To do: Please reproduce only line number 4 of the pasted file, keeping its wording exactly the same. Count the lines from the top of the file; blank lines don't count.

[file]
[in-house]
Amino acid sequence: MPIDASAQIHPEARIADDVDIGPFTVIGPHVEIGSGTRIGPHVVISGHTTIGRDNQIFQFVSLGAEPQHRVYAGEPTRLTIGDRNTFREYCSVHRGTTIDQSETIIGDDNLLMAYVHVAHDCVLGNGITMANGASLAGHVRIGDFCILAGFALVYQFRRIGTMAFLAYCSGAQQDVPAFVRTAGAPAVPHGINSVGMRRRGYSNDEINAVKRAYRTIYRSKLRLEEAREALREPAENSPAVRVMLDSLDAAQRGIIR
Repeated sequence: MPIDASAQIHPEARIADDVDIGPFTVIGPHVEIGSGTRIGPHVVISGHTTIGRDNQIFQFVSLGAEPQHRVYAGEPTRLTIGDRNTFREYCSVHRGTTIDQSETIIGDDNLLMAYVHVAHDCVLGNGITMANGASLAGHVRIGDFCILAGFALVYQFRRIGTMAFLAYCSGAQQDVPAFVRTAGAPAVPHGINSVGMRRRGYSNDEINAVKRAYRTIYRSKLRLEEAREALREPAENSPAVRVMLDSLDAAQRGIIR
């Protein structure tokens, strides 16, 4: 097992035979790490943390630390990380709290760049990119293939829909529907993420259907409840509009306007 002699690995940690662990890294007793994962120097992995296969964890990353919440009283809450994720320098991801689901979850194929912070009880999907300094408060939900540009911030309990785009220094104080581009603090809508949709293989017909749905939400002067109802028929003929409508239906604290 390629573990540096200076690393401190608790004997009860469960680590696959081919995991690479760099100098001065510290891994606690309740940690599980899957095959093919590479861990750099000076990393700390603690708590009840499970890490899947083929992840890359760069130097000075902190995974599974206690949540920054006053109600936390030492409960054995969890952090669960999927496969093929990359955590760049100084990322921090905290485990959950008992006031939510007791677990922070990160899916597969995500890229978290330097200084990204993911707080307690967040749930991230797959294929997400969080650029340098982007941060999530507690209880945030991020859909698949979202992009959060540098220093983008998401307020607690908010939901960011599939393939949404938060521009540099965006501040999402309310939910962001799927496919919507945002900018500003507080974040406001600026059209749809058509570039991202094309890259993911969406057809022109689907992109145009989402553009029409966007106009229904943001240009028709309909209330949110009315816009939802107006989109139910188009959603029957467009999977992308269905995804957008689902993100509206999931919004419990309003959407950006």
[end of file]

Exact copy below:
């Protein structure tokens, strides 16, 4: 097992035979790490943390630390990380709290760049990119293939829909529907993420259907409840509009306007 002699690995940690662990890294007793994962120097992995296969964890990353919440009283809450994720320098991801689901979850194929912070009880999907300094408060939900540009911030309990785009220094104080581009603090809508949709293989017909749905939400002067109802028929003929409508239906604290 390629573990540096200076690393401190608790004997009860469960680590696959081919995991690479760099100098001065510290891994606690309740940690599980899957095959093919590479861990750099000076990393700390603690708590009840499970890490899947083929992840890359760069130097000075902190995974599974206690949540920054006053109600936390030492409960054995969890952090669960999927496969093929990359955590760049100084990322921090905290485990959950008992006031939510007791677990922070990160899916597969995500890229978290330097200084990204993911707080307690967040749930991230797959294929997400969080650029340098982007941060999530507690209880945030991020859909698949979202992009959060540098220093983008998401307020607690908010939901960011599939393939949404938060521009540099965006501040999402309310939910962001799927496919919507945002900018500003507080974040406001600026059209749809058509570039991202094309890259993911969406057809022109689907992109145009989402553009029409966007106009229904943001240009028709309909209330949110009315816009939802107006989109139910188009959603029957467009999977992308269905995804957008689902993100509206999931919004419990309003959407950006």